By Christopher Zoukis
Given the choice between studying math and improving literary skills, or producing a radio show, it’s not too hard to guess which option most prison inmates would go for. Yet in Britain, National Prison Radio has found that the two make excellent partners.
Radio Feltham pioneers prison radio
The history of prison radio in Britain dates back to 1994 when Mark Robinson and Roma Hooper decided they wanted to find a way to show inmates in the Feltham Young Offenders Institution, just west of London, that the world had not forgotten them. At the time conditions inside the institution were difficult, with rising rates of violence and self-harm.
The pair mooted the idea of a radio station for inmates to the prison’s governor, and with his support Radio Feltham was born. Programs were broadcast to inmates by inmates, and consisted mostly of music and banter. Over the next several years a few other prisons established similar stations.
A radio partnership
While locally successful, the stations had no professional support and no coordination, and quality and content were variable. There was clearly potential to do more, and the critical step to realizing this potential was the formation of a partnership between
Her Majesty’s Prison Service, the U.K. Probation Service, the BBC, and a number of education providers in 2005, tasked with expanding and professionalizing prison radio. Phil Maguire, then a radio producer with the BBC, was appointed to lead the project.
Maguire knew only too well the importance of communicating with individuals who may feel sidelined from society from his earlier days as a residential social worker in children’s homes.
Maguire’s remit was to develop additional prison radio stations while, at the same time, shifting the focus from entertainment to education. As expected, he found that very many inmates had poor academic skills, stemming from a poor experience in school, and no great enthusiasm for getting back into a classroom.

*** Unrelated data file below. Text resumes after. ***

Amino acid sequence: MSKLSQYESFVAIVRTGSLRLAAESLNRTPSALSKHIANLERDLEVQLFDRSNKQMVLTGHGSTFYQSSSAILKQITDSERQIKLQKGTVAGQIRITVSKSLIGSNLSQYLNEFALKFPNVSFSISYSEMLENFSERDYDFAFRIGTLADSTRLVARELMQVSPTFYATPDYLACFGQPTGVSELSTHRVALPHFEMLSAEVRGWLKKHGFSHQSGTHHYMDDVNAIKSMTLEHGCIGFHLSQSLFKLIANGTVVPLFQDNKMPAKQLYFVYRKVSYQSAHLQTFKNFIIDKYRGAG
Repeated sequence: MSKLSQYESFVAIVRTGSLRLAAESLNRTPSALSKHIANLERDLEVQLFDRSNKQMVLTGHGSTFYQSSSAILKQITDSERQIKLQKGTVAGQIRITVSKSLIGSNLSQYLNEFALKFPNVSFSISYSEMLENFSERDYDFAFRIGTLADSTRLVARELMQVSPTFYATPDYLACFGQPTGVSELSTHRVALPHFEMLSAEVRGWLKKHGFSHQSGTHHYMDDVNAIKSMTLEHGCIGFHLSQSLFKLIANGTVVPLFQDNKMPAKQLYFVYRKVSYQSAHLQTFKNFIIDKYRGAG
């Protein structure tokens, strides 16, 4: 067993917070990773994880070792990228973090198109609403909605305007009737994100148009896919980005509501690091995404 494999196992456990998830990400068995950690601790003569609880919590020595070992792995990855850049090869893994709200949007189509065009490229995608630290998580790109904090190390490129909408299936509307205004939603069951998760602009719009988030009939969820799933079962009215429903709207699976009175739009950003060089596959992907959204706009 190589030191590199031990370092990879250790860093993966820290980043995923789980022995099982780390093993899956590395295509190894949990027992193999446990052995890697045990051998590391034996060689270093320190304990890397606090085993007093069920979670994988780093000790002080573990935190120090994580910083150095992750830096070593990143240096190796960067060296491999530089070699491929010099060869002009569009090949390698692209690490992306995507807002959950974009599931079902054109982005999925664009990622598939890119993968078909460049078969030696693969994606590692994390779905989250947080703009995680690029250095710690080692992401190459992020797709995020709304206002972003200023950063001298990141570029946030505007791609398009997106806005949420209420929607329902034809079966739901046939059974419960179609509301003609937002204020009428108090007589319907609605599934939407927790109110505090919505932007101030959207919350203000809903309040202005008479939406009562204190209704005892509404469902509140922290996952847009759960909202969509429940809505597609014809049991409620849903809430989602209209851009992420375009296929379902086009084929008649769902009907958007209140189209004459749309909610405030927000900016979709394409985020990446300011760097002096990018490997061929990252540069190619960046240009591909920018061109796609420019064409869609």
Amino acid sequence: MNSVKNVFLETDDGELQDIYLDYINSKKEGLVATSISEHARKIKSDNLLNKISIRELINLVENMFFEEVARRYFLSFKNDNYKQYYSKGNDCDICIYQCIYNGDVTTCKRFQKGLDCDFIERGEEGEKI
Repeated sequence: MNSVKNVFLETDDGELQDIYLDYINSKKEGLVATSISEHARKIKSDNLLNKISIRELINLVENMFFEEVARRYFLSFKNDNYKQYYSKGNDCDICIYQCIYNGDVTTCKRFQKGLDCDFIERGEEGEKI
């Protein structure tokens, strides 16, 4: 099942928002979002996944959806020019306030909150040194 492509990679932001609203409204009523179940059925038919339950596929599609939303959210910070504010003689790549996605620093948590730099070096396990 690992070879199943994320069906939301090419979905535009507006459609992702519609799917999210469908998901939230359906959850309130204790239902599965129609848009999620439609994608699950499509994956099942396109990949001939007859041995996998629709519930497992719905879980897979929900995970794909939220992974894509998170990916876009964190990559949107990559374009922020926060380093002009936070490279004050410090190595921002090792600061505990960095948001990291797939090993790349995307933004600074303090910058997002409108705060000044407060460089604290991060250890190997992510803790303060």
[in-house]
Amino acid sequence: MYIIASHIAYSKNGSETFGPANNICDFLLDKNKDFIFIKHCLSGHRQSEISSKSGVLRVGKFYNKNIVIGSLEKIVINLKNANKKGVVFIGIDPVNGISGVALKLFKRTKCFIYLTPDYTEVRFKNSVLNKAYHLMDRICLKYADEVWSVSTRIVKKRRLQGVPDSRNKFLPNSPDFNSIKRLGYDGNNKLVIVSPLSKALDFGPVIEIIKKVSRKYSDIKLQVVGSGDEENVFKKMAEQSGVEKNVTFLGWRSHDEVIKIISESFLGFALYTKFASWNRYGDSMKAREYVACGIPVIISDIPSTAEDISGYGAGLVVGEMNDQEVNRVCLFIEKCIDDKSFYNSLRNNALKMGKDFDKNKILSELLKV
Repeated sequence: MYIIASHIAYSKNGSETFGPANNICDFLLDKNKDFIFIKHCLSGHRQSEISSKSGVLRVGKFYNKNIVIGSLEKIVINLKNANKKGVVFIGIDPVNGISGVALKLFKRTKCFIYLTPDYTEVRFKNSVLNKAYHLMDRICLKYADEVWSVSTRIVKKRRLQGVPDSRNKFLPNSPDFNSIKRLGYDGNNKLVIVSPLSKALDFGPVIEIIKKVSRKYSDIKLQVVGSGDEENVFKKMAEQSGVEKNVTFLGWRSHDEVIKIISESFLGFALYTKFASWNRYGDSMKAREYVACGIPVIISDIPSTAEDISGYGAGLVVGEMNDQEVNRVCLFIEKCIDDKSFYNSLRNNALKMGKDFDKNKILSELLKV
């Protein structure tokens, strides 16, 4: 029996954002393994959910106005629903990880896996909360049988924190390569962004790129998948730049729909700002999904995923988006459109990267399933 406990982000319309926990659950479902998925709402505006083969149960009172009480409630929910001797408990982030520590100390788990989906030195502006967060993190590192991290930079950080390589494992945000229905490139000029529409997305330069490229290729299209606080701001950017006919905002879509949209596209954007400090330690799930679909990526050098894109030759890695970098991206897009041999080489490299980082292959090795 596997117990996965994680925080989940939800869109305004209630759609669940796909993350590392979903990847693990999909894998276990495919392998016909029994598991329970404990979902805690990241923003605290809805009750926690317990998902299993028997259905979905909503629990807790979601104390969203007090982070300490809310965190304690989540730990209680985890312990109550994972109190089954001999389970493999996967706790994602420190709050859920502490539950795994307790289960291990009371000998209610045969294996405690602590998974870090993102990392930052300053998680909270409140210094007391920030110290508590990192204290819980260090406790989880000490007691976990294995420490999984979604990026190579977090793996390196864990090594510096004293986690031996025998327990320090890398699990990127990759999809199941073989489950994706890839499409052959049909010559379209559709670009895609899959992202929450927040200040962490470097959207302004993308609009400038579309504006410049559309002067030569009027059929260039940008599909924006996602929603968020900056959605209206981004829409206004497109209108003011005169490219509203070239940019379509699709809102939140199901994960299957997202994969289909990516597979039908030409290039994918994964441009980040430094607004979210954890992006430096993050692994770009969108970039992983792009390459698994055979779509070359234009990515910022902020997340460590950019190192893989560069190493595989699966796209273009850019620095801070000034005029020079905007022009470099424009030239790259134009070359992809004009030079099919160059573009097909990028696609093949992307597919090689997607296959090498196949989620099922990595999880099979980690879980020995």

Fun and purposeful learning
Learning to be a radio producer, however, was a whole different ballgame, and one which the inmates took to with gusto. Yet as they learned the techniques of radio journalism, writing scripts and preparing for interviews, their literary skills soared. As they calculated timings to fit program schedules, their math skills grew. And since many of these activities had to be done on computers, their IT competencies improved too. At the end, inmates graduated with a formal qualification in radio production.
As more and more orisons sought advice on how to set up their own radio stations, Maguire left to set up his own charity, the Prison Radio Association, to advise prisons on how to set up and operate a radio station, and how to maximize the educational and rehabilitative potential.
In 2007, the Prison Radio Association was asked to set up a radio station at Brixton Prison in London. The station launched later that year as the first 24 hours a day, 7 days a week prison radio.
The birth of National Prison Radio
The success of Electric Radio Brixton finally convinced the U.K. Ministry of Justice to establish National Prison Radio (NPR). The first broadcast hit the airwaves in May 2009, and now NPR broadcasts to about 75,000 of the U.K.’s 85,000 prisoners out of the Brixton studios.
Since then further production houses have been established at three other prisons, including a women’s prison near Manchester and a young offenders’ prison in Wigan.
The Prison Radio Association receives no funding from the Ministry of Justice for running NPR, so must raise its own funds. To help with this PRA established a production company which produces radio documentaries, webcasts, and podcasts for clients including the BBC’s national radio stations.
Awards and honors
Through all these activities National Prison Radio provides the inmates who run it with fantastic training and experience.
In return, the inmates give the best of themselves. Over the last five years they have won ten Sony Radio Academy Awards, and NPR was named Station of the Year for London and the South East by the Radio Academy for both 2012 and 2013.
From small beginnings, designed to bring hope to a few hundred young offenders in West London, has grown a network that brings education, information, entertainment, and companionship to tens of thousands of inmates throughout the British prison system. Now that’s something worth listening to.